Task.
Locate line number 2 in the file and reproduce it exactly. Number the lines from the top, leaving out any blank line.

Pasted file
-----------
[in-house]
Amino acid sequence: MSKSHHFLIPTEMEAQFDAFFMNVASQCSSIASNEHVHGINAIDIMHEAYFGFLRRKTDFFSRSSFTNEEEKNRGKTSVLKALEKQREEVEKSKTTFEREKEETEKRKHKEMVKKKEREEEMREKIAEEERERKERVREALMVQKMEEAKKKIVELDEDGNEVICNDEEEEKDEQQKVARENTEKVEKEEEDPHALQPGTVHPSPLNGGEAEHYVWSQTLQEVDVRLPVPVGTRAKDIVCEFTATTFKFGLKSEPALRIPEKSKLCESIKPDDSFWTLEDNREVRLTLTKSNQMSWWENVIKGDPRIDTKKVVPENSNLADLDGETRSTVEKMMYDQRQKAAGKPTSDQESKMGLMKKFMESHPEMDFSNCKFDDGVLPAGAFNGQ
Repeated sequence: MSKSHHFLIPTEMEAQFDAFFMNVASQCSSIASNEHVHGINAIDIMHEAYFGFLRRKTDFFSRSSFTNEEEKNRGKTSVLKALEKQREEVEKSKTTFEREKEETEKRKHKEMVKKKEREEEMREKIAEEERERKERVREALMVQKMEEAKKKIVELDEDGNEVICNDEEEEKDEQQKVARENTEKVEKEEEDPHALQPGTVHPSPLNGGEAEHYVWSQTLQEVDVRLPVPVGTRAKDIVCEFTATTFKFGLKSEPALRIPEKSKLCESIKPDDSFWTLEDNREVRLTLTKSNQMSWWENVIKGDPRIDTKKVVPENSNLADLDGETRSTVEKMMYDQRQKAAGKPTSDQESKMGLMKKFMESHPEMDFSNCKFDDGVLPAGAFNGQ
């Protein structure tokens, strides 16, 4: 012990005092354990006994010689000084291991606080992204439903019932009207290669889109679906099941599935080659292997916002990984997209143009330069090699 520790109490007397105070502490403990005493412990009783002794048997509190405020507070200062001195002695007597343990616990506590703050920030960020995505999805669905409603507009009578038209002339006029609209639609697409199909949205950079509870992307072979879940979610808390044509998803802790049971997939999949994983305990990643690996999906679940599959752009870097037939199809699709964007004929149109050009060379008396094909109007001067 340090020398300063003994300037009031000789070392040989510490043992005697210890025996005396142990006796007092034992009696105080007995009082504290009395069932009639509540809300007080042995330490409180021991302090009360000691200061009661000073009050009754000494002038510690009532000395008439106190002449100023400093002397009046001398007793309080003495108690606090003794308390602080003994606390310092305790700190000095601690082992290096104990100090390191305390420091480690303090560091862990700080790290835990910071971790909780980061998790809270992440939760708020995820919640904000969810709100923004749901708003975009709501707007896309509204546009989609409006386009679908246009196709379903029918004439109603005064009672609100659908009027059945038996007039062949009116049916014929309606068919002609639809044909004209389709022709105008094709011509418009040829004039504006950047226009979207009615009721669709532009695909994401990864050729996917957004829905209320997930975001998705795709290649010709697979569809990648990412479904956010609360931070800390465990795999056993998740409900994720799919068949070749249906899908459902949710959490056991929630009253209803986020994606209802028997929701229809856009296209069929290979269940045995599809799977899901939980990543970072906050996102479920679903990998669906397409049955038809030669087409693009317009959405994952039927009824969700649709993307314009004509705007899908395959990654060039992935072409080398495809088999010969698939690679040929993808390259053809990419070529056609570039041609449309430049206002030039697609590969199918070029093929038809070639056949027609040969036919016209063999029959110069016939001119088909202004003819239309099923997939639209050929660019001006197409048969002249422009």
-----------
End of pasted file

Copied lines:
Amino acid sequence: MSKSHHFLIPTEMEAQFDAFFMNVASQCSSIASNEHVHGINAIDIMHEAYFGFLRRKTDFFSRSSFTNEEEKNRGKTSVLKALEKQREEVEKSKTTFEREKEETEKRKHKEMVKKKEREEEMREKIAEEERERKERVREALMVQKMEEAKKKIVELDEDGNEVICNDEEEEKDEQQKVARENTEKVEKEEEDPHALQPGTVHPSPLNGGEAEHYVWSQTLQEVDVRLPVPVGTRAKDIVCEFTATTFKFGLKSEPALRIPEKSKLCESIKPDDSFWTLEDNREVRLTLTKSNQMSWWENVIKGDPRIDTKKVVPENSNLADLDGETRSTVEKMMYDQRQKAAGKPTSDQESKMGLMKKFMESHPEMDFSNCKFDDGVLPAGAFNGQ